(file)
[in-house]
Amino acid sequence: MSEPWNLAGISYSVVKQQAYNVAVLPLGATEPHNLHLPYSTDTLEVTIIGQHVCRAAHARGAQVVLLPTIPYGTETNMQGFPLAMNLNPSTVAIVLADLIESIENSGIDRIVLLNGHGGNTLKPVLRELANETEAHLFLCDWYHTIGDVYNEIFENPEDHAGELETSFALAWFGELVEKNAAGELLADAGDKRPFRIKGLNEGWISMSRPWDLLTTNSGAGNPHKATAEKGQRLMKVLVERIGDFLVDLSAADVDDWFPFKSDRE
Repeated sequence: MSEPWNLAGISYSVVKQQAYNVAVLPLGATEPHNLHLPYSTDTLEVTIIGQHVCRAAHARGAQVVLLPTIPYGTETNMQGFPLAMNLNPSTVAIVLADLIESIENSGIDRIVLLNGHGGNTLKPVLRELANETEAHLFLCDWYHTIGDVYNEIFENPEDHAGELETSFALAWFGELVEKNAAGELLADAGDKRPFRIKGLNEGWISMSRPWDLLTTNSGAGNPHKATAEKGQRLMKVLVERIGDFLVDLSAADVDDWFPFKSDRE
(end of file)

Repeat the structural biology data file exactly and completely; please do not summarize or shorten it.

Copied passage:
[in-house]
Amino acid sequence: MSEPWNLAGISYSVVKQQAYNVAVLPLGATEPHNLHLPYSTDTLEVTIIGQHVCRAAHARGAQVVLLPTIPYGTETNMQGFPLAMNLNPSTVAIVLADLIESIENSGIDRIVLLNGHGGNTLKPVLRELANETEAHLFLCDWYHTIGDVYNEIFENPEDHAGELETSFALAWFGELVEKNAAGELLADAGDKRPFRIKGLNEGWISMSRPWDLLTTNSGAGNPHKATAEKGQRLMKVLVERIGDFLVDLSAADVDDWFPFKSDRE
Repeated sequence: MSEPWNLAGISYSVVKQQAYNVAVLPLGATEPHNLHLPYSTDTLEVTIIGQHVCRAAHARGAQVVLLPTIPYGTETNMQGFPLAMNLNPSTVAIVLADLIESIENSGIDRIVLLNGHGGNTLKPVLRELANETEAHLFLCDWYHTIGDVYNEIFENPEDHAGELETSFALAWFGELVEKNAAGELLADAGDKRPFRIKGLNEGWISMSRPWDLLTTNSGAGNPHKATAEKGQRLMKVLVERIGDFLVDLSAADVDDWFPFKSDRE